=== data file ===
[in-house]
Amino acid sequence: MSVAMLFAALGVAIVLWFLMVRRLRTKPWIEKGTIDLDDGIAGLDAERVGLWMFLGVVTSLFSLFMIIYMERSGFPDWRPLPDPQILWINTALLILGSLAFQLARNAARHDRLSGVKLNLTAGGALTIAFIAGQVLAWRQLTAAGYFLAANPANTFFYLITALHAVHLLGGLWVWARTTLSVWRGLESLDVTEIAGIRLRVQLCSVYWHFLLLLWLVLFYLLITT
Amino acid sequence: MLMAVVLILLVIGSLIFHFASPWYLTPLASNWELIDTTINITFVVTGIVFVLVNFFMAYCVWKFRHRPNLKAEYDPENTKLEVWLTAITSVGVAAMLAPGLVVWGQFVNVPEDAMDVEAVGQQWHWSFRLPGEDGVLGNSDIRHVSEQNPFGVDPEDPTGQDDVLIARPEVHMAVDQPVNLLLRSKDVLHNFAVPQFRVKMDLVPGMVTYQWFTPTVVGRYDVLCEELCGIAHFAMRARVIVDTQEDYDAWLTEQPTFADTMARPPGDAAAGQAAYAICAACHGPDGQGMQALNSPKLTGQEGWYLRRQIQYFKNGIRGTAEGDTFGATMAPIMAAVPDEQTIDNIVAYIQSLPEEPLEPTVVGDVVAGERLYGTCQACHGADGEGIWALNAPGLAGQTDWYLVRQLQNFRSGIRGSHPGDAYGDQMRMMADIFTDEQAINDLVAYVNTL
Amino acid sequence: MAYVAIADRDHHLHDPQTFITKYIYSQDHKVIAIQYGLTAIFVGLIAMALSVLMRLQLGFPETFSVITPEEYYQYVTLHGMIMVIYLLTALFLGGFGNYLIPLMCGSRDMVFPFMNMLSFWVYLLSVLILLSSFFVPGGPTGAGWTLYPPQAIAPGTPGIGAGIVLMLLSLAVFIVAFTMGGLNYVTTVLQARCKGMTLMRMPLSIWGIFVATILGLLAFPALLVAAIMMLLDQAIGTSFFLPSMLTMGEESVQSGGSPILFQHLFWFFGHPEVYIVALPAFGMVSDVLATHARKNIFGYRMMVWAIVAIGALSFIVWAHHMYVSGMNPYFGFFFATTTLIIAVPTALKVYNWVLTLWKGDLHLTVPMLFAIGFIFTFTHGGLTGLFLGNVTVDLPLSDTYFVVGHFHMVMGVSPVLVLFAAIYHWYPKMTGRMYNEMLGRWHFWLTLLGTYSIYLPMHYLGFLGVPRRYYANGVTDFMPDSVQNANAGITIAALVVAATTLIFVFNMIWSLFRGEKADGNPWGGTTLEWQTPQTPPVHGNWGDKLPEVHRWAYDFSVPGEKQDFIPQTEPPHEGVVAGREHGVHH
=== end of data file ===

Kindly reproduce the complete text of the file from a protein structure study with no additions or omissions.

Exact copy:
[in-house]
Amino acid sequence: MSVAMLFAALGVAIVLWFLMVRRLRTKPWIEKGTIDLDDGIAGLDAERVGLWMFLGVVTSLFSLFMIIYMERSGFPDWRPLPDPQILWINTALLILGSLAFQLARNAARHDRLSGVKLNLTAGGALTIAFIAGQVLAWRQLTAAGYFLAANPANTFFYLITALHAVHLLGGLWVWARTTLSVWRGLESLDVTEIAGIRLRVQLCSVYWHFLLLLWLVLFYLLITT
Amino acid sequence: MLMAVVLILLVIGSLIFHFASPWYLTPLASNWELIDTTINITFVVTGIVFVLVNFFMAYCVWKFRHRPNLKAEYDPENTKLEVWLTAITSVGVAAMLAPGLVVWGQFVNVPEDAMDVEAVGQQWHWSFRLPGEDGVLGNSDIRHVSEQNPFGVDPEDPTGQDDVLIARPEVHMAVDQPVNLLLRSKDVLHNFAVPQFRVKMDLVPGMVTYQWFTPTVVGRYDVLCEELCGIAHFAMRARVIVDTQEDYDAWLTEQPTFADTMARPPGDAAAGQAAYAICAACHGPDGQGMQALNSPKLTGQEGWYLRRQIQYFKNGIRGTAEGDTFGATMAPIMAAVPDEQTIDNIVAYIQSLPEEPLEPTVVGDVVAGERLYGTCQACHGADGEGIWALNAPGLAGQTDWYLVRQLQNFRSGIRGSHPGDAYGDQMRMMADIFTDEQAINDLVAYVNTL
Amino acid sequence: MAYVAIADRDHHLHDPQTFITKYIYSQDHKVIAIQYGLTAIFVGLIAMALSVLMRLQLGFPETFSVITPEEYYQYVTLHGMIMVIYLLTALFLGGFGNYLIPLMCGSRDMVFPFMNMLSFWVYLLSVLILLSSFFVPGGPTGAGWTLYPPQAIAPGTPGIGAGIVLMLLSLAVFIVAFTMGGLNYVTTVLQARCKGMTLMRMPLSIWGIFVATILGLLAFPALLVAAIMMLLDQAIGTSFFLPSMLTMGEESVQSGGSPILFQHLFWFFGHPEVYIVALPAFGMVSDVLATHARKNIFGYRMMVWAIVAIGALSFIVWAHHMYVSGMNPYFGFFFATTTLIIAVPTALKVYNWVLTLWKGDLHLTVPMLFAIGFIFTFTHGGLTGLFLGNVTVDLPLSDTYFVVGHFHMVMGVSPVLVLFAAIYHWYPKMTGRMYNEMLGRWHFWLTLLGTYSIYLPMHYLGFLGVPRRYYANGVTDFMPDSVQNANAGITIAALVVAATTLIFVFNMIWSLFRGEKADGNPWGGTTLEWQTPQTPPVHGNWGDKLPEVHRWAYDFSVPGEKQDFIPQTEPPHEGVVAGREHGVHH